But the truth is that those of us who feel book-shame are probably worrying too much. Most people neither notice nor care what others are reading.
The above is from Charles McGrath in “Is There Anything One Should Feel Ashamed of Reading?.” And I’m now thinking — is there anything I’d be ashamed to be seen reading? Not really. That said, I love reading on my Ipad largely because I am a very fast reader and it allows me to have at my finger tips tons to read, but a secondary aspect is the privacy aspect. I like deciding who sees what I read, good stuff or bad. But I like control a lot of what people know about me. There isn’t much, blog readers may have noticed, about me personally here, for example. That said, privacy doesn’t always apply to children. That is, while we adults may care or not about what we read, many of us care a lot about what kids read. Some, in fact, make them feel all too embarrassed for their choices. And that is indeed a shame.
I’m really looking forward to this free event next Saturday, April 18th:
An event exploring and celebrating international picture books and the publishing industry, emphasizing their role in promoting global literacy and creativity.
Where the Wild Books Are was conceived by artist Etienne Delessert, who, along with author/illustrator and Parsons faculty Steven Guarnaccia, will present the event as a creative response to explore cultural trends and changes in the field of global publishing and their impact on the cultural literacy and the imaginative capacities of the next generation.
Join critics, authors, illustrators, publishing professionals, and educators from Europe, the United States, and beyond as they introduce audience members to a diverse array of important picture books published in France, Switzerland, Italy, Germany and Japan. Take part in a lively exchange on the ethical, commercial, and aesthetic dimensions of the evolving global publishing scene.
Saturday, April 18, 2015 at 1:00 pm to 6:00 pm
The Auditorium at 66 West 12th Street, Alvin Johnson/J.M. Kaplan Hall
66 West 12th Street, New York, NY 10011
More information and registration here.
Here’s my comment on Betsy Bird’s provocative post of today: “If you could change any rule…”
More awards are certainly all well and good, but the Newbery is the biggie out there (for better or worse it is the only one most know) and therefore as I’ve argued many times before, I’d like its criteria to change to be positive about the way art and design propel the storytelling. A graphic novel award will not keep the Newbery Committee from continuing to grapple with the current negative criteria* regarding more boundary-breaking works. Seems to me their energy should not be expended in contortions to make a less-conventionally-produced story fit, but rather in its quality. (El Deafo’s Honor this year does not prove that the criteria is fine as is. It happens to have text that does work without the images beautifully, but that isn’t always the case. And so, why should works like El Deafo be the only ones to have a chance?)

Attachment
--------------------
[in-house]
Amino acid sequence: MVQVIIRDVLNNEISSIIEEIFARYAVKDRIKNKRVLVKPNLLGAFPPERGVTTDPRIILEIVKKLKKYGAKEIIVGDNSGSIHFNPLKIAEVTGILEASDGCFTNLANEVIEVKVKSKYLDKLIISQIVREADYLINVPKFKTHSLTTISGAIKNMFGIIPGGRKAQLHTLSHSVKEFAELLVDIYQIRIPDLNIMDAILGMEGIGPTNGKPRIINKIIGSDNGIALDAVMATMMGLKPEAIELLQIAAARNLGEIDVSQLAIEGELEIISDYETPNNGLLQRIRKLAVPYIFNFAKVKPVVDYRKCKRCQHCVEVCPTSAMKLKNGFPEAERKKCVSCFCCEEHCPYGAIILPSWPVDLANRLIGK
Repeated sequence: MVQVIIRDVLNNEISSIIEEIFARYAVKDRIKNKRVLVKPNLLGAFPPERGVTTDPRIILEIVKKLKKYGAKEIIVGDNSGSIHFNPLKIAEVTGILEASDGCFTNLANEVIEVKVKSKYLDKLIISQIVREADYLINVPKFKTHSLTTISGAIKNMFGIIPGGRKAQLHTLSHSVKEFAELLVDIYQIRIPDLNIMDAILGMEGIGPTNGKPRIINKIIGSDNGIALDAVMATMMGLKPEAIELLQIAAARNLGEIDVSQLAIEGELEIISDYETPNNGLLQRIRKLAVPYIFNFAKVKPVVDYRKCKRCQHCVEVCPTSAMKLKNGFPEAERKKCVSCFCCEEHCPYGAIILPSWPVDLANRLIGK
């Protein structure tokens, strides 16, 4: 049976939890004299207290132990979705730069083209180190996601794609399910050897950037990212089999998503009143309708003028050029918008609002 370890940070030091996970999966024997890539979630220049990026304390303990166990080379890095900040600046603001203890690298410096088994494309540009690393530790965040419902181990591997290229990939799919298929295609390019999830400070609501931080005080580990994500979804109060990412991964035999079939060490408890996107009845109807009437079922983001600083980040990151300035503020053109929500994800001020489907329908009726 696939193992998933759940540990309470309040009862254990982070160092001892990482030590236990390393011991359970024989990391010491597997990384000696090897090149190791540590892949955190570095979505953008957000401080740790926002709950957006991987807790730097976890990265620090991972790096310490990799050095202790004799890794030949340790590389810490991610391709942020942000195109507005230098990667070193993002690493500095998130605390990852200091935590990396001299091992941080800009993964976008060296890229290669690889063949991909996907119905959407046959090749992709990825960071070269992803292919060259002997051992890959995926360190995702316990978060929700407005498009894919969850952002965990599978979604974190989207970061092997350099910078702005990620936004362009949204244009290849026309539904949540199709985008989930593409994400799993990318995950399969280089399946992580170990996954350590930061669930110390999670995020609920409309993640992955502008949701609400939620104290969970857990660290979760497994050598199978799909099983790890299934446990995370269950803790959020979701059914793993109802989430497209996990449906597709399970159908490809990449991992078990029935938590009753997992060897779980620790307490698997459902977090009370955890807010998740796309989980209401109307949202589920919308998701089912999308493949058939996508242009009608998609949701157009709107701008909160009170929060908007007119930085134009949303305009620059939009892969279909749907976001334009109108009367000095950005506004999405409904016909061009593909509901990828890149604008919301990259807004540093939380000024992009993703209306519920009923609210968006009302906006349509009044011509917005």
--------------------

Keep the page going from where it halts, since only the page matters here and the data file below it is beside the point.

*The committee is to make its decision primarily on the text. Other components of a book, such as illustrations, overall design of the book, etc., may be considered when they make the book less effective.
Because we are living abroad, my kids have lots of inevitable small embarrassments during the day due to being international students and being out of linguistic and cultural step. Consequently, my husband and I are really conscious of making sure they have the “right” things with them when we can. The thing is, there are so many unarticulated things that cultural insiders just know and that no one thinks to tell you.
That is from Marika Seigel‘s thoughtful article, “On Being the Mom of ‘the Foreign Kid.'” (Thanks to Pooja Makhijani for posting it on facebook.) It reminded me of situations I encountered during my time in various German schools as a child. (My father was a specialist in German politics as well as originally German and so we spent a couple of years there at different points in my youth.) In one case, I was to sing a song with some others in my second grade class for a Christmas performance. I knew I was to wear a party dress, but it was only when I got there that I discovered that all the others were wearing white dresses while I was in blue. We were, I learned, meant to be snowflakes.
I think the article is something that we in the US should take to heart too. Those cultural norms are all over the place. For example, my school had Pajama Day this past Thursday. Most of the girls in my 4th grade class excitedly came to school all dressed up in pajamas. None of the boys opted to participate nor did one of the girls who prefers to hang out with the boys. One child at our morning meeting said something along the lines of being offended by those who decided not to participate. I firmly pointed out the problem with that statement and she got it. I’m actually glad she said it as it gave me a chance to point out why it was so important to not make anyone feel self-conscious about how they participated or if they did. And then I thought back to my childhood and how problematic it would have been for me. I wouldn’t have had the right sort of pajamas (my mother didn’t shop local), I’d have worried that they weren’t pretty/new/etc enough. In fact, I’d have been a wreck about this whole day. So being the foreign kid can be as simple as being not part of the dominant school culture, whatever it is.